Walker says she's hugely influenced by the bond she has with her large family. "I have a really big, close family here in Tulsa, and the motivation to do it for them, and the motivation that they give me. My mom had me when she was 18 years old, and we’ve always done so many things together. [I've always] wanted to give something to do them to be proud of. We have a ton of kids in our family, and I wanted to give me and exemplify for them, [something] different, more, better. So that keeps me pushing."

She also enjoys the simple act of helping people and being of service. "I knew from a very early age that I cared about people deeply. [I enjoy] being able to create environments for people to be seen to be heard. My most favorite thing is when people say, ‘I feel so special,' or ‘I feel so important,’ and that lets me know that you’ve done your job well when you’ve created this atmosphere and environment for a single person to feel like it was just for them. That’s exactly why I do what I do."

2. Seek out the richness of your culture and history, and allow those, along with your unique experiences and talent, to be a driver and inspiration. 

Though she's a native of Tulsa, Walker says that the history of the massacre, as well as that of those affected by it at the time, were not known to her until she became an adult. "It’s not something that was taught in schools. It’s not something that was talked about. Specifically, the Black community has done an amazing job with highlighting it [in recent years]."

She acknowledges the trauma and tragedy of the time but wants to highlight the greatness, vitality, and drive of a grand people who existed well before the massacre and tap into that aspect of the story in order to remain inspired today. "I think a lot of times, we get stuck on the grief of it, and it’s about everything that we lost. I like to use a story to motivate me and to say, like, 'Okay, but where did I come from?' Black Wall Street—Greenwood Ave.—was an affluent community. It wasn’t just Black people owning things. They were successful. And they did things well. They did things excellent. And I want to emulate that in my business."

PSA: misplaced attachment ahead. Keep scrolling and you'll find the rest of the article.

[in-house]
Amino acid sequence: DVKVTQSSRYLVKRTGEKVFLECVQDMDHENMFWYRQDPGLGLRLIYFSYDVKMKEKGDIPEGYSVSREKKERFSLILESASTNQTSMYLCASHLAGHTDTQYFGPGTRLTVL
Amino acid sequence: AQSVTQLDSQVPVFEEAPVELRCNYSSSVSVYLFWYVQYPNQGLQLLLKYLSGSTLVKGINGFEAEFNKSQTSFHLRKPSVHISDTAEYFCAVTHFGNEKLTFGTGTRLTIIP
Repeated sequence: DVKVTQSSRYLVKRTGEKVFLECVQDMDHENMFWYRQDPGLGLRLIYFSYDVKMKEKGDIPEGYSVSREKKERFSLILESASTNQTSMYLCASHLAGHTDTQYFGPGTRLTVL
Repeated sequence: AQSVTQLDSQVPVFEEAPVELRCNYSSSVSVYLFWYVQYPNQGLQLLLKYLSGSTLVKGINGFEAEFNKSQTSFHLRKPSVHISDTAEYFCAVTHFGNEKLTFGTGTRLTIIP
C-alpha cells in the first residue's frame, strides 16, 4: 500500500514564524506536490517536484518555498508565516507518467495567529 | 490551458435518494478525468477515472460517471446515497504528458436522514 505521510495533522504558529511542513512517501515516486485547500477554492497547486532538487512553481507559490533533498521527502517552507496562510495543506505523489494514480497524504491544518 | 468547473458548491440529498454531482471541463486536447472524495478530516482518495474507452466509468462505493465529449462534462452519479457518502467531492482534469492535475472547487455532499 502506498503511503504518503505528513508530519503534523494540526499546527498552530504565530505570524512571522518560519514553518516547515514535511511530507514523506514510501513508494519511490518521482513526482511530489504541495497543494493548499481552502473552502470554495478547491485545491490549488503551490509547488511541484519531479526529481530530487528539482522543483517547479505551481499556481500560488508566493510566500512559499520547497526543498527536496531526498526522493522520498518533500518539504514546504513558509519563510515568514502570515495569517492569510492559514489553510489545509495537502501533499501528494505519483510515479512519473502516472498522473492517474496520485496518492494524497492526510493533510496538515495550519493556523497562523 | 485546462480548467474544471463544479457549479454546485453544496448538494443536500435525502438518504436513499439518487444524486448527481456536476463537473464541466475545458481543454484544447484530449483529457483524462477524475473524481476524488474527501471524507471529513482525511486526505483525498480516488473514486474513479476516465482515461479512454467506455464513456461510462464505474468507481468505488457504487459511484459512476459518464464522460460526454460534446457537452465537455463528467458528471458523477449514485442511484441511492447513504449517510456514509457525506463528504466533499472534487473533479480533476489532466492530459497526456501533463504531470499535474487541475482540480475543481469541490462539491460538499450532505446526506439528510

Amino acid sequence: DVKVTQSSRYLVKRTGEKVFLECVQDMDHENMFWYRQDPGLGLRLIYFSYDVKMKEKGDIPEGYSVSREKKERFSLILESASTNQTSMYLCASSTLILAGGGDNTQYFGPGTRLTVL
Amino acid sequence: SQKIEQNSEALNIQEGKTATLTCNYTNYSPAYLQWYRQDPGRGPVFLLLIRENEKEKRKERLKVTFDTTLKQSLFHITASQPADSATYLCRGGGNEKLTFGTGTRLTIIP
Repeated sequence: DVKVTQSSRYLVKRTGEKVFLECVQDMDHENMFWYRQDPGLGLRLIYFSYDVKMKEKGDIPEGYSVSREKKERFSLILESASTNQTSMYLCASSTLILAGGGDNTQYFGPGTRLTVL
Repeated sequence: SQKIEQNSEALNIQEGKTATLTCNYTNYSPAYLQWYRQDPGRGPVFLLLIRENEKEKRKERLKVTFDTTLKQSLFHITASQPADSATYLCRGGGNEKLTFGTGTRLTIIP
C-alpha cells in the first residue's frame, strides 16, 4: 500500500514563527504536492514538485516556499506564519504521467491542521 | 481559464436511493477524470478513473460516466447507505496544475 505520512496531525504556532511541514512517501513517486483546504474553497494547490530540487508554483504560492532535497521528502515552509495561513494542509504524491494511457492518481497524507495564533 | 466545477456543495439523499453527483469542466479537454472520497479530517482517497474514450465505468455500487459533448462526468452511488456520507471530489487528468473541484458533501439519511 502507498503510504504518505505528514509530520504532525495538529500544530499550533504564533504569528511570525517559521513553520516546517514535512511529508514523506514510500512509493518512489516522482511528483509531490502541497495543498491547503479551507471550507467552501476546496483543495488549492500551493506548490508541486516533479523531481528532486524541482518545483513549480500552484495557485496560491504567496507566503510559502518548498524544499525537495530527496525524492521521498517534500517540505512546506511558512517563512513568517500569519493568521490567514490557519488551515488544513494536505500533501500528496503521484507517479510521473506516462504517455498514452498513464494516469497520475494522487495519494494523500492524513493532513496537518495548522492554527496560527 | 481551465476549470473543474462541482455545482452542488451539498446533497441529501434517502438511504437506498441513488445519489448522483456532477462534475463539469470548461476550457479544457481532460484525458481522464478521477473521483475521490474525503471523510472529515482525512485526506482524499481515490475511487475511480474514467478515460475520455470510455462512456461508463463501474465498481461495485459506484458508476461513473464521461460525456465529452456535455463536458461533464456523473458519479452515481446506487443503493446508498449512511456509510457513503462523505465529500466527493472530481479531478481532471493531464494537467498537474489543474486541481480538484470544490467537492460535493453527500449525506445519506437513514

"For Kia Cole Events, we have values: excellence, elegance, and opulence. I feel like that speaks to who we, as Black people, were [in Tulsa] and who we are. So, when I’m curating events and I get to get a whole bunch of Black people in one space, my favorite thing to say is, ‘I love seeing Black people like this.’"

"It feels like this is where we were always supposed to be. This is where we were always meant to be. And somewhere along the line, that got ripped from us, not just in Tulsa but in other cities across the U.S.—our affluence, our opulence, our elegance, and how regal we are as a people. That got taken from us. And I want to use Kia Cole Events as a way to restore that to us."

3. Nurture a bold confidence that informs how you approach opportunity, and go for yours no matter what.

Oftentimes, there's a popularly profound narrative that centers on themes of struggle and disadvantage for Black entrepreneurs, especially for those who are women and millennials. While challenges do exist, there's another side of the coin where confidence in the abundance, vitality, and amazing factors of simply being young, Black and enterprising woman with a purpose and plan wins. "As a Black woman and as a millennial business owner, I was fighting to be like ‘I’m educated,’ and ‘I’m competent’ and ‘I can do this,’ and I was being extremely adamant about it," Walker says.

"But then I took a step back and said, ‘Hey actually this isn’t necessary. I’m going to execute my work in a way that lets people know exactly who I am and exactly what I’m capable of.’ And that’s what I’m doing with Kia Cole Events, just speaking to what we were prior to the massacre. And it was so unfortunate and so heartbreaking, but I’m grateful to be part of restoring who we are here in Tulsa and hopefully across the world."

Featured image by Rhon Starling




This article is in partnership with SheaMoisture